Using Repair Utilities to Reset User Permissions

The most effective way to completely reset your Home Folder’s permissions and ACLs back to their original state is to restart your computer and use the Repair Utilities.

Follow the steps below:

  1. Restart your Mac and hold down COMMAND + R during restart to open the Repair Utilities screen
  2. In the menu bar, click on Utilities and then select Terminal
  3. Terminal will open, and at the command prompt type resetpassword
  4. The Reset Password tool opens, but note that we won’t actually change the password. Instead, select the hard disk and the relevant user account from the drop-down menu
  5. In the area called Reset Home Directory Permissions and ACLs, click the Reset button to reset everything

Resetting all the user permissions takes just a few minutes. When the process is complete, restart your computer and everything should be back to normal.

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About the author

Roland Banks

I've been passionate about Apple ever since I bought my first iPod followed by a white polycarbonate MacBook in 2007. I currently own a MacBook Pro Retina, an iPad Mini Retina, and an iPhone 6.

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  • Thanks for the above Roland.

    Unfortunately, using finder and info is fraught with problems. I am logged on as an admin – more often than not I don’t even show in the list of users under privileges.

    If I try to add myself or a group – I am told I don’t have permissions to do so. In fact users are listed that are not connected to the network or who have nothing to do with the files or folders I am looking. For example – my web design folder is created and administered by me alone. Looking at info for the files and folders contained within – doesn’t even show me in the users privileges listings!

    So – what is the point of an admin account type that doesn’t allow administration of the files and folders? I have tried logging on as root – this doesn’t even allow me full access – particularly to a NAS drive.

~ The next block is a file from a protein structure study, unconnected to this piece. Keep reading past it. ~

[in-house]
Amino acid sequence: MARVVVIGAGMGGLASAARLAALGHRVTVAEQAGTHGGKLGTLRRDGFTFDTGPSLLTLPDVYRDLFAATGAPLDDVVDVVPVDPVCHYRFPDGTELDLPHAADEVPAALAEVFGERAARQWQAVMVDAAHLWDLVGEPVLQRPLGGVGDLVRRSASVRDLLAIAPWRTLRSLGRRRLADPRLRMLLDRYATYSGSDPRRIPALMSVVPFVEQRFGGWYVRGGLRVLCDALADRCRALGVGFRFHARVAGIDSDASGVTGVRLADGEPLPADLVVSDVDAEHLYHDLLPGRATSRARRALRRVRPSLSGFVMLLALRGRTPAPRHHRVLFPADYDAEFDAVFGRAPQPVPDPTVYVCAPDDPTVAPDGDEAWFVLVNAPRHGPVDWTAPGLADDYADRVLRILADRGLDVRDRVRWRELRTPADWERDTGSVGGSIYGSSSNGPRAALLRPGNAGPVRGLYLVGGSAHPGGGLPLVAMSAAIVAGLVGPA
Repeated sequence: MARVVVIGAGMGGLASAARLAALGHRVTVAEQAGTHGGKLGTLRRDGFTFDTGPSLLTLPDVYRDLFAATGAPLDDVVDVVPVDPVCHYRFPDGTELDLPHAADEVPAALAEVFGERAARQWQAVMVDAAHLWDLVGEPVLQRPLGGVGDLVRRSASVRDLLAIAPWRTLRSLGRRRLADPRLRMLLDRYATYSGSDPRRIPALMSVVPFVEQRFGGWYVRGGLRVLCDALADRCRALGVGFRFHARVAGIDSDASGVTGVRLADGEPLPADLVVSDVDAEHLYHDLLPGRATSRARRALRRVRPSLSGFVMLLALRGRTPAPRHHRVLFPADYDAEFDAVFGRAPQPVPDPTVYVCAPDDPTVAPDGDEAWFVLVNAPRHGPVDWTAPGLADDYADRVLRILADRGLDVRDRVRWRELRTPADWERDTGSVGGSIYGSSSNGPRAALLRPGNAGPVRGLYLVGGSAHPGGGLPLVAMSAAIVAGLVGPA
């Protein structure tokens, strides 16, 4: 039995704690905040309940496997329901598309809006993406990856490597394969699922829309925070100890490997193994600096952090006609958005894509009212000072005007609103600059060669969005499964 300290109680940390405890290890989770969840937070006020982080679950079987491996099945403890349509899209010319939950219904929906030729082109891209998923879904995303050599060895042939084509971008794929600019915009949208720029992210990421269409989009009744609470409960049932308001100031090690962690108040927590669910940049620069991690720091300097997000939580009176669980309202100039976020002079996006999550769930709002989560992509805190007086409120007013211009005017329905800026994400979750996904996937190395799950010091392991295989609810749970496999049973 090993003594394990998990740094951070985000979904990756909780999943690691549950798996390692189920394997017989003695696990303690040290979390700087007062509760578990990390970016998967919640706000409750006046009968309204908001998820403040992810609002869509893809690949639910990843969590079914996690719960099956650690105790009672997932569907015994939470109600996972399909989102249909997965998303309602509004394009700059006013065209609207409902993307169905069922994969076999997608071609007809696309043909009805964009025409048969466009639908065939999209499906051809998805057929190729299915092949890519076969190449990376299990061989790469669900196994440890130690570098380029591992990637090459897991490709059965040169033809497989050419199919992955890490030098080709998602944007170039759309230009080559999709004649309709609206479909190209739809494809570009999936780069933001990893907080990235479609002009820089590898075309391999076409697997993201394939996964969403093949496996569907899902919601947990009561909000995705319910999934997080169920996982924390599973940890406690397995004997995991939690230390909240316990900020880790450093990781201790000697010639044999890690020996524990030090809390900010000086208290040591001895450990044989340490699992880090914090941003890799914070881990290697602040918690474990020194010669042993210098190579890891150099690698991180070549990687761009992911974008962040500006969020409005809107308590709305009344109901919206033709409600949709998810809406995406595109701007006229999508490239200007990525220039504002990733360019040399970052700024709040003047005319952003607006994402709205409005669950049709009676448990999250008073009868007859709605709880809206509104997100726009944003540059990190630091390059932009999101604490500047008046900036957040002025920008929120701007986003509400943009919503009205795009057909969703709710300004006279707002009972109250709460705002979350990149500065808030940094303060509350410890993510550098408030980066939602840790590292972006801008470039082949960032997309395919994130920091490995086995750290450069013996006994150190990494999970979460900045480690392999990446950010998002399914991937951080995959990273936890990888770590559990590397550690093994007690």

Permissions are a mess on a Mac – what is needed is an in-depth article looking at permissions and their rationale – currently it seems to be a murky mess making it almost impossible for the owner of a Mac to take proper control of the operating system.

  • Agreed, permissions are a mess under Lion. It goes wrong with an unacceptable frequency. I cannot count the number of times Lion suddenly removes the admin (= main user) from privileges. I had just followed the above procedure twice, on both my desktop and laptop computers. Within two weeks same mess (both computers have the same users and passwords to enable easy syncing).
    Loosing too much time over it, too.

  • I tried to reset the user permissions after restarting and pressing cmd + R but when I reached the pop up window to select my drive it didn’t include my main drive where the system is installed. I even thought of reinstalling Lion but again it didn’t offer my main drive as an option.

    After restarting, spotlight wanted to start indexing from scratch and my offsite backup Crashplan suddenly seemed convinced that it needed to backup 30 gigs of data…

    The computer seems to be working OK and the permissions all check out as being correct when I view them in the finder just like your example above but this has all left me feeling rather confused about what is going on here.

  • Final comment on this. Apple crow that their OS is the most advanced and use friendly in the world. This is clearly not the case – any OS that requires a user to frequently address permissions issues and to tinker under the bonnet (via terminal) is not user friendly or advanced.

    Spotlight is also incapable of searching an attached drive – that is just madness.

    Ho hum.

  • Thanks!!! So much!! I was having problems with my contents still showing from a folder I restricted access to. This totally worked to fix the problem!